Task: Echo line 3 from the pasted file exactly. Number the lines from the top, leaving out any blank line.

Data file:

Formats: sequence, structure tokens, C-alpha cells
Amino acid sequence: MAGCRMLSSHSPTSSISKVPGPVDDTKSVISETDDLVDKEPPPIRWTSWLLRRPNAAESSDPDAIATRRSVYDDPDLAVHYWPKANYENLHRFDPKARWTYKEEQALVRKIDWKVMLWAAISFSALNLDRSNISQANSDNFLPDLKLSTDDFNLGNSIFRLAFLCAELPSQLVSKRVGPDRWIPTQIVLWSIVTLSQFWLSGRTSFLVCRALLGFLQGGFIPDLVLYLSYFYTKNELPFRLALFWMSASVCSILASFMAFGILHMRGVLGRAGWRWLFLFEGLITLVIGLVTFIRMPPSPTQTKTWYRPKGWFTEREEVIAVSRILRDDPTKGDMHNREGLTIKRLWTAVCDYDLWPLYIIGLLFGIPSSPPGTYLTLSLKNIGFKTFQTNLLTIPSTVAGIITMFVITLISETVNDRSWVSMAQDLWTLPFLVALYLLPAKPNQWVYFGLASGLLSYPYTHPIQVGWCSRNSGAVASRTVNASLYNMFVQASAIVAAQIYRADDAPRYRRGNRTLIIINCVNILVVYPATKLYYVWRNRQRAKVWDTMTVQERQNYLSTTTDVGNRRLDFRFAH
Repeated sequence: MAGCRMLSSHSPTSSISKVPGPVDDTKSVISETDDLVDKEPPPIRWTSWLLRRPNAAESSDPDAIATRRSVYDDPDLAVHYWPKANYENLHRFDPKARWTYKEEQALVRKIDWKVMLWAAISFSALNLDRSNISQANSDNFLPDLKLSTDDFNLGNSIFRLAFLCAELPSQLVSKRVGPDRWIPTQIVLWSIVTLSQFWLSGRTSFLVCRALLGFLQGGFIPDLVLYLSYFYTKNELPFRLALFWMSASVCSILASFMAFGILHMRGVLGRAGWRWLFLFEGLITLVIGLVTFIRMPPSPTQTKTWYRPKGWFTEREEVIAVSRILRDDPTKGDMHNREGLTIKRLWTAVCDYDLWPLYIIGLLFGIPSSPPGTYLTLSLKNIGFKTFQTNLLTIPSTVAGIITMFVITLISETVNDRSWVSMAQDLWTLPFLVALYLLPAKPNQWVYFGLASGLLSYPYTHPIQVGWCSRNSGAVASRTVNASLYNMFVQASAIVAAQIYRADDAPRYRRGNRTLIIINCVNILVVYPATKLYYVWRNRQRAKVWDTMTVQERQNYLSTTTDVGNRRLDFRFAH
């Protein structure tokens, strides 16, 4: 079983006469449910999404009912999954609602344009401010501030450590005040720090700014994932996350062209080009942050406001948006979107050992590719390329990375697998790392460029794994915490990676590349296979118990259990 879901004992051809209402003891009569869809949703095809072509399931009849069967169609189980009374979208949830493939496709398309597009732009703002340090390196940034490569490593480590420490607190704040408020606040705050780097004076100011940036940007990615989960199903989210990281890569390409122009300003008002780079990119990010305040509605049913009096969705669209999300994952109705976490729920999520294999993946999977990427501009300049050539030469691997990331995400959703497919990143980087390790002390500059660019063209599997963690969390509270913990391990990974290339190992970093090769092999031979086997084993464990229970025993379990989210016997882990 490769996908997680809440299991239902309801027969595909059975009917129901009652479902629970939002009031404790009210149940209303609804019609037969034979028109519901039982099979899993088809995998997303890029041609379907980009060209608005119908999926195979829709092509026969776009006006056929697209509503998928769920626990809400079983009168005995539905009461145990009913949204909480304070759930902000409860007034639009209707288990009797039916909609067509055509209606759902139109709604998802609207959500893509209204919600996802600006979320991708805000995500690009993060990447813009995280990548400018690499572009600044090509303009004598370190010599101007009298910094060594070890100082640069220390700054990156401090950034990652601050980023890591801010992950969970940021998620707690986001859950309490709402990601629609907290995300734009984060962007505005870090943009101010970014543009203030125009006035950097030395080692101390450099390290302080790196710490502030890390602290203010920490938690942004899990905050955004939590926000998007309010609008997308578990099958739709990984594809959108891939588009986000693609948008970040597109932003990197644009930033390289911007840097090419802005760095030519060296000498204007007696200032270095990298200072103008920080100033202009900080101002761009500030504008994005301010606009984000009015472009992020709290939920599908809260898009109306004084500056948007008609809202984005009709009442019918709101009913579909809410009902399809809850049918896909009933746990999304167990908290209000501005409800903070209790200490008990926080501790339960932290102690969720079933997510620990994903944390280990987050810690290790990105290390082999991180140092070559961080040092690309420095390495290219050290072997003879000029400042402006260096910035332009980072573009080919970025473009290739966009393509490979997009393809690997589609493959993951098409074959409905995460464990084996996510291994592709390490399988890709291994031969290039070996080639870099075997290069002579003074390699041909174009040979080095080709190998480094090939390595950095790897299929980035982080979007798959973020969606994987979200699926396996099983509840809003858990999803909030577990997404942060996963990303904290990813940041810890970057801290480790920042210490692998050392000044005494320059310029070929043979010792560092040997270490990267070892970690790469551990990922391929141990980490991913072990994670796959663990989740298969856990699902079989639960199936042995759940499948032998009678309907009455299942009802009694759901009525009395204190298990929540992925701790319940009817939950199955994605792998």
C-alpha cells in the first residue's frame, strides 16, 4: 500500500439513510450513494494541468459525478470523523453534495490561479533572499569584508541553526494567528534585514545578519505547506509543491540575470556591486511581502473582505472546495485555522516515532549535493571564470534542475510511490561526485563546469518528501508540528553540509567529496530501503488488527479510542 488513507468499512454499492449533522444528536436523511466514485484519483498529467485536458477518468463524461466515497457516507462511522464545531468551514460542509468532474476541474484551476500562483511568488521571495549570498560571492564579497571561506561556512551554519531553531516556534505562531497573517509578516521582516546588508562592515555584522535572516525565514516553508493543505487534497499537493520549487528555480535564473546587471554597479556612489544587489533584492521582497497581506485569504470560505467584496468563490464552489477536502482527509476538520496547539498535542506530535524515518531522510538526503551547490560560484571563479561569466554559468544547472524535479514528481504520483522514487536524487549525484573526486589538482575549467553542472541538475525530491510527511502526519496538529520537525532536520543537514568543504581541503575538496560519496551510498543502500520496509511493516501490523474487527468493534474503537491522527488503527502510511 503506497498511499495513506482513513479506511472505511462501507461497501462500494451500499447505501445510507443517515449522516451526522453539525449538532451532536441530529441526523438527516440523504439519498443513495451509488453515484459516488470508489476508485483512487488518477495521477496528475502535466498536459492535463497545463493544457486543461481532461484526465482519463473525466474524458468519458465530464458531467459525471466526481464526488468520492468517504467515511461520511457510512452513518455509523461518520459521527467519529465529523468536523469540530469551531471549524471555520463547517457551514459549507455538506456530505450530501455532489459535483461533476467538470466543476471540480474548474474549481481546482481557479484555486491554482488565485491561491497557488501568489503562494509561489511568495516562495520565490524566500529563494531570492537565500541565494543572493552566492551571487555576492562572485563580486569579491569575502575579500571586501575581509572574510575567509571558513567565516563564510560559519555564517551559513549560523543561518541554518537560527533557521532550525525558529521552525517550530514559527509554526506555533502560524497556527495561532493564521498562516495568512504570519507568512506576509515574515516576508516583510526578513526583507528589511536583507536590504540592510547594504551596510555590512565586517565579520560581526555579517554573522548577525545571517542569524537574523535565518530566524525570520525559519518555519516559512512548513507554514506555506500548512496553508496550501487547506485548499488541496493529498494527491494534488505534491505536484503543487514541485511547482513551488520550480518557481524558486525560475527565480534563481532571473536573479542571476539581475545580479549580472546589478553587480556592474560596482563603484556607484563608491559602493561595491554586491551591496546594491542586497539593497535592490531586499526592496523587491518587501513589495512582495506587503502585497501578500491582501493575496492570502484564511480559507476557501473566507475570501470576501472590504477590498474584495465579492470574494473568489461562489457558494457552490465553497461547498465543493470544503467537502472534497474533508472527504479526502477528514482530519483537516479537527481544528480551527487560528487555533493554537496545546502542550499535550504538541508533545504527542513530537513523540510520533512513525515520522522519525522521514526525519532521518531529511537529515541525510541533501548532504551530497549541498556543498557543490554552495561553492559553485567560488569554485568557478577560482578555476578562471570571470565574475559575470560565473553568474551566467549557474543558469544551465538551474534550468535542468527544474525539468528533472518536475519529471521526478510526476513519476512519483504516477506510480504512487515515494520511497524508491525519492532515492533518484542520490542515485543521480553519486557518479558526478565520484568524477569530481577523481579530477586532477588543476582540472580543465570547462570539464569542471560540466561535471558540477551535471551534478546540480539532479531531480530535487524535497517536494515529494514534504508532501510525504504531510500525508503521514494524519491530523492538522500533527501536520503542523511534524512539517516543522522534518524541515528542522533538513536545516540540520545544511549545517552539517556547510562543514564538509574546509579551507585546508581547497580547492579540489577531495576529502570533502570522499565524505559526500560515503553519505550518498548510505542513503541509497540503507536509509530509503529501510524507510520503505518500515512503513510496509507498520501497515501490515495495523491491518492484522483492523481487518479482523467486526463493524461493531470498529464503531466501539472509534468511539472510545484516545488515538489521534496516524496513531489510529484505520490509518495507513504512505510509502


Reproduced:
Repeated sequence: MAGCRMLSSHSPTSSISKVPGPVDDTKSVISETDDLVDKEPPPIRWTSWLLRRPNAAESSDPDAIATRRSVYDDPDLAVHYWPKANYENLHRFDPKARWTYKEEQALVRKIDWKVMLWAAISFSALNLDRSNISQANSDNFLPDLKLSTDDFNLGNSIFRLAFLCAELPSQLVSKRVGPDRWIPTQIVLWSIVTLSQFWLSGRTSFLVCRALLGFLQGGFIPDLVLYLSYFYTKNELPFRLALFWMSASVCSILASFMAFGILHMRGVLGRAGWRWLFLFEGLITLVIGLVTFIRMPPSPTQTKTWYRPKGWFTEREEVIAVSRILRDDPTKGDMHNREGLTIKRLWTAVCDYDLWPLYIIGLLFGIPSSPPGTYLTLSLKNIGFKTFQTNLLTIPSTVAGIITMFVITLISETVNDRSWVSMAQDLWTLPFLVALYLLPAKPNQWVYFGLASGLLSYPYTHPIQVGWCSRNSGAVASRTVNASLYNMFVQASAIVAAQIYRADDAPRYRRGNRTLIIINCVNILVVYPATKLYYVWRNRQRAKVWDTMTVQERQNYLSTTTDVGNRRLDFRFAH